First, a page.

Tricks to Remember the Polyatomic Ions

Tricks to Remember the Polyatomic Ions
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Whether in high school or at a university, students will run into the challenge of having to memorize a great number of chemical objects. One such set of objects, the polyatomic ions, tends to be a difficult set of objects to memorize due to the fact that students need to memorize the chemical composition of the ion as polyatomic ions always have more than one atom involved, the name of the ion, and amount of ionic charge associated with it as well. However, you can skip the pain of rote memorization and successfully memorize the full set polyatomic atoms with practical memorization tools.


The suffixes of the names of polyatomic ions have a pattern associated with them. If you will notice, oxyanions end with the prefixs “ate” and “ite.” The key to memorizing the names of oxyanions is knowing the difference between the “ate” and “ite” suffixes. Oxyanions that end with “ate” have one additional oxygen atom; in a symmetric fashion, you can say that oxyanions that end with “ite” have one less oxygen atom. For example, the sulfite ion has three oxygen atoms whereas the sulfate ion has four oxygen atoms.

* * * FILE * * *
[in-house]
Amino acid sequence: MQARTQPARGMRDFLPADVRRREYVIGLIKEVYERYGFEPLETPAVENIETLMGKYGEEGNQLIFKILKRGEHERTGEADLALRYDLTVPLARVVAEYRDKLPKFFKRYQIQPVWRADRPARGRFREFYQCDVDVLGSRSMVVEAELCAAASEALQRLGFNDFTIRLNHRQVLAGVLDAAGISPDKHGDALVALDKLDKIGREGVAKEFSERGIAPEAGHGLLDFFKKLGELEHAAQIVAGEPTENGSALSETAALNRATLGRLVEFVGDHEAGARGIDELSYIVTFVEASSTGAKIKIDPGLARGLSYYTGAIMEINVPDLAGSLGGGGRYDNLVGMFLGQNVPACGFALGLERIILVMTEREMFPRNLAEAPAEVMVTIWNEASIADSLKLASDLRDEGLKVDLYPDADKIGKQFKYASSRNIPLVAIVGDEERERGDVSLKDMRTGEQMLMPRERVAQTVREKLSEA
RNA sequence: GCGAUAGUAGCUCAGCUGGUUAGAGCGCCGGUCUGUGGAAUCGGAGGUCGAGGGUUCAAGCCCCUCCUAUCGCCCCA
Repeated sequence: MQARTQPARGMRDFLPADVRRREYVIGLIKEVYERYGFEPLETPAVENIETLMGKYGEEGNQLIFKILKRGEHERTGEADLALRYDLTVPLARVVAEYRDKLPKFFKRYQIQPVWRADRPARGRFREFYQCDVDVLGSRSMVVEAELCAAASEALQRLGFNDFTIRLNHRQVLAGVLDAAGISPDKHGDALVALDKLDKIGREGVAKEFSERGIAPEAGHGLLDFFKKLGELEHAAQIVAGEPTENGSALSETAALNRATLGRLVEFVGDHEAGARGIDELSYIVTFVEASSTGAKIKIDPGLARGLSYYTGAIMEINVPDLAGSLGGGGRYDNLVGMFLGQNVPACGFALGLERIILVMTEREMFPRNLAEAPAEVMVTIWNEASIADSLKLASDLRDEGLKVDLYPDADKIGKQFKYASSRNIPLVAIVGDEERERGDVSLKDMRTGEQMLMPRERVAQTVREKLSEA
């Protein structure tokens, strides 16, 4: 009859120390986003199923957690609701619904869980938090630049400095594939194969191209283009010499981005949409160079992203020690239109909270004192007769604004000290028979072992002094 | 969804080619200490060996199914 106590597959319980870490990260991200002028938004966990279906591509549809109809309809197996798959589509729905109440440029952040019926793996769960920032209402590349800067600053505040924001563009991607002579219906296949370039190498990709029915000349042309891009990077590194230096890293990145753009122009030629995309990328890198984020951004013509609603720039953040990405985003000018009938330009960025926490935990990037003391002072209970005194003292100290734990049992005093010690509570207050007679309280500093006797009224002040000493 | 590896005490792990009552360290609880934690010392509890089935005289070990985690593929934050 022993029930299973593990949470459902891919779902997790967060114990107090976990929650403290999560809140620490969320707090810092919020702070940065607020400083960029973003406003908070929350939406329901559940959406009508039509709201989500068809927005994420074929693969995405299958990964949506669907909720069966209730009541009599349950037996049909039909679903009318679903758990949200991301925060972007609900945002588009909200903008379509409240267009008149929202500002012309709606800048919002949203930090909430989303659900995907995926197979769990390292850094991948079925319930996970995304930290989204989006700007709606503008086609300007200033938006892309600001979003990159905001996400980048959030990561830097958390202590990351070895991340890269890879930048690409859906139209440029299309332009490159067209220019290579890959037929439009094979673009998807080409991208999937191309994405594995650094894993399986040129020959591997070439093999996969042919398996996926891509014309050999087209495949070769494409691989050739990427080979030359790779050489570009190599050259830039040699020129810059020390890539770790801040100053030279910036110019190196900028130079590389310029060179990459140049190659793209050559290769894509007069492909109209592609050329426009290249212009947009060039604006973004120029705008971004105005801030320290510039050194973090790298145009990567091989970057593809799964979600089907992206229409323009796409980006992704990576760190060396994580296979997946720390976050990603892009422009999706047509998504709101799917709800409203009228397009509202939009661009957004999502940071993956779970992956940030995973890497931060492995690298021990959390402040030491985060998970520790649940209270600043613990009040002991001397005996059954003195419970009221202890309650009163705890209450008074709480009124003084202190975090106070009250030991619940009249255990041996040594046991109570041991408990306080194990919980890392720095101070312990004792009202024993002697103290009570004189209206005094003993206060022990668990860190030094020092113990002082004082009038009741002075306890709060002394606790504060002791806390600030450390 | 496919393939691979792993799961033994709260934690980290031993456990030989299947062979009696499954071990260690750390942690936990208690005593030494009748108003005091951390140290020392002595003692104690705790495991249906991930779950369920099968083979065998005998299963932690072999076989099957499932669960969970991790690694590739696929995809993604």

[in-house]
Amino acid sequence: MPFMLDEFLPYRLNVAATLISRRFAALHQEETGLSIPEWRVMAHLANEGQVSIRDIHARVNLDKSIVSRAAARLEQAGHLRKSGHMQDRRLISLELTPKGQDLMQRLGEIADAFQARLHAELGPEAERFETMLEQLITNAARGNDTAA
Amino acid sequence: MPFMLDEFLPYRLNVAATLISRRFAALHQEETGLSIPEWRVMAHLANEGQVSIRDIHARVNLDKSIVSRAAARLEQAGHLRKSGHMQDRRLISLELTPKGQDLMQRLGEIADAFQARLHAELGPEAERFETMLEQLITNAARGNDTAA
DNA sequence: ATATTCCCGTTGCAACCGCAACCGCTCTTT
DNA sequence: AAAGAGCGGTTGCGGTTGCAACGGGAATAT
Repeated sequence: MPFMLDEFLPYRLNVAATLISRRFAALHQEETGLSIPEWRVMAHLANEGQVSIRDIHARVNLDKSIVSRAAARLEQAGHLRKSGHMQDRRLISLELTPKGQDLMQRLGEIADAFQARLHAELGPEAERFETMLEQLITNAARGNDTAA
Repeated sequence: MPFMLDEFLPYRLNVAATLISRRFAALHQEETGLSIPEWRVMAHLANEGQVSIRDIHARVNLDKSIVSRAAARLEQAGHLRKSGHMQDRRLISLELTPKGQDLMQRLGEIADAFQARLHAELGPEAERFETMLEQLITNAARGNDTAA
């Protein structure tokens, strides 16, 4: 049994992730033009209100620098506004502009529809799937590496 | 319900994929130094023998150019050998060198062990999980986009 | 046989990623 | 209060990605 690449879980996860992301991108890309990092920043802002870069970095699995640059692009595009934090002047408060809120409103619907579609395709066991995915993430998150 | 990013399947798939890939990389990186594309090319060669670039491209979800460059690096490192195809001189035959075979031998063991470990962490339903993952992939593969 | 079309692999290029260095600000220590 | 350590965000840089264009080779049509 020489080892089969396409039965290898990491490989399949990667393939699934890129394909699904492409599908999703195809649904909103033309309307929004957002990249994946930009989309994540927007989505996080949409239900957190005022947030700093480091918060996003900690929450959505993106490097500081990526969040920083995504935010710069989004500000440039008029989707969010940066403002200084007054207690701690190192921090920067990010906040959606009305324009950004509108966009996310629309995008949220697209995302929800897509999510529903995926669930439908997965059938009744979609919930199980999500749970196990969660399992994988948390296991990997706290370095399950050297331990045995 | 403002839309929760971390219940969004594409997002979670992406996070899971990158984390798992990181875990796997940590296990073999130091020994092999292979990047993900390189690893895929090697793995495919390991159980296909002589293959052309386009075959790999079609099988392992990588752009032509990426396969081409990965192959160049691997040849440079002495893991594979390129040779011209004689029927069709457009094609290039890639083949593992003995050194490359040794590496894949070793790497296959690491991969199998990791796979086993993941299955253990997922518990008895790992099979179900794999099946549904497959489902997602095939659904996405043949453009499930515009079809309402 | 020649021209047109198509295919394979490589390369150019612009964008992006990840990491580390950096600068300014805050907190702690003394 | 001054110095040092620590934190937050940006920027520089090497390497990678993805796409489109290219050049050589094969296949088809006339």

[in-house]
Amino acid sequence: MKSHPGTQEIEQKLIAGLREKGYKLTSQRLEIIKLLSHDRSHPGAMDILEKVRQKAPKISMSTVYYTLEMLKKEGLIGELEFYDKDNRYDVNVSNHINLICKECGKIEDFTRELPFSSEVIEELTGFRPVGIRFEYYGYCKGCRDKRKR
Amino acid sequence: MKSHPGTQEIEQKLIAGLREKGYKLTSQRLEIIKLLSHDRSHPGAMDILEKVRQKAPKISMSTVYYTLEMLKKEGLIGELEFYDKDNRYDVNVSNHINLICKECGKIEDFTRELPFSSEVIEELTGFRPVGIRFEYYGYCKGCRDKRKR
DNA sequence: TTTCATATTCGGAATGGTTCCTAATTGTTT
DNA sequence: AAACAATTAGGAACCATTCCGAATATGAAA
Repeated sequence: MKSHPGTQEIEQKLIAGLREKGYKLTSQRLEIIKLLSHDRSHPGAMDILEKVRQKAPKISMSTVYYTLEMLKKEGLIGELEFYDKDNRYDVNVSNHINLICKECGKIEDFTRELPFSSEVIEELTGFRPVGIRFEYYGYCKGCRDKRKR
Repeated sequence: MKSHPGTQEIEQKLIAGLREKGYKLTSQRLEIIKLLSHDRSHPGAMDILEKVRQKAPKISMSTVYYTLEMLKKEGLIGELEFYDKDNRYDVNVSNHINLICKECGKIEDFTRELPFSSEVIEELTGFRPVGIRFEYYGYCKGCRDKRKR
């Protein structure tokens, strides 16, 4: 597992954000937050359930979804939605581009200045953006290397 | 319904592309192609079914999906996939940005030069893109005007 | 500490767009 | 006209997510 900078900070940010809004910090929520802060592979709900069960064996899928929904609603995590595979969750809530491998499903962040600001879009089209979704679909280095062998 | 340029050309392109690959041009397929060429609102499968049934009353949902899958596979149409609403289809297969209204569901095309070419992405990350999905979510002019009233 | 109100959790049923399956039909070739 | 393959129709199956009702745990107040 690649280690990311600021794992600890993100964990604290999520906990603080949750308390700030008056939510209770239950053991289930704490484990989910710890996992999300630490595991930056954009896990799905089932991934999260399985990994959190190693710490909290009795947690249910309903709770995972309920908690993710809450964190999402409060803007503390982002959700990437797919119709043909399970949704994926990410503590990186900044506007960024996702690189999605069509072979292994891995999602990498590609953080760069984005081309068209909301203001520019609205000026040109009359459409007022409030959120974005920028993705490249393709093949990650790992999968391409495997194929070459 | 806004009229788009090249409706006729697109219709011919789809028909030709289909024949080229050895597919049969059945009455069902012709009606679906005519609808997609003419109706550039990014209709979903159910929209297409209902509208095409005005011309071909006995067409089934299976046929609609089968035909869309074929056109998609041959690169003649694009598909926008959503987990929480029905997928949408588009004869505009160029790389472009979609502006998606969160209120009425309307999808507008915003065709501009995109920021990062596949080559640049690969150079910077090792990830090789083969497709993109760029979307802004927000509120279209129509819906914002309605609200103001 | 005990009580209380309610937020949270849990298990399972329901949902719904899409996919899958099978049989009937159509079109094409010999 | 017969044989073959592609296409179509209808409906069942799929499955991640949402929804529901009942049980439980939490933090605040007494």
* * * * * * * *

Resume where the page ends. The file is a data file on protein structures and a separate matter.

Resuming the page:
In a similar fashion to the suffix pattern, the prefix pattern involved in naming polyatomic ions shows extreme values of oxygen atoms in the ions. The two important prefixes are “per” and “hypo.” If an ion has a “per” prefix, it means the ion has one more oxygen atom than does the ion with as “ate” suffix. On the other side of the spectrum, if an ion has a “hypo” prefix, it implies the ion has one less oxygen atom than does an ion with an “ite” suffix. For example, the perchlorate ion has four oxygen atoms, one more than the chlorate ion; the hypochlorite ion has a single oxygen atom, one less than the chlorite ion.


Hydrogen atoms in polyatomic ions bring a positive charge into the ion. This means if you are comparing two ions and you see one has an additional hydrogen atom, you can know its negative charge has been reduced by one. This holds for the addition of multiple hydrogen atoms; for example, two hydrogen atoms reduce the negative charge of the ion by two. For instance, compare hydrogen phosphate (HPO4) with dihydrogen phosphate (H2PO4). If you know the charge of one ion, you need not remember the other. That is, if you know hydrogen phosphate has an ionic charge of -2, you can know dihydrogen phosphate has a charge of -1, since it introduces an extra hydrogen atom.


Sulfur and phosphorus play the center roles in polyatomic ions that are acids. Remember the following two rules:

Acid names with “or” in them imply the inclusion of phosphorus and oxygen, such as phosphoric acid (H3PO4).

Acid names with “ur” in them imply the inclusion of sulfur, as in hydrosulfuric acid (H2S).

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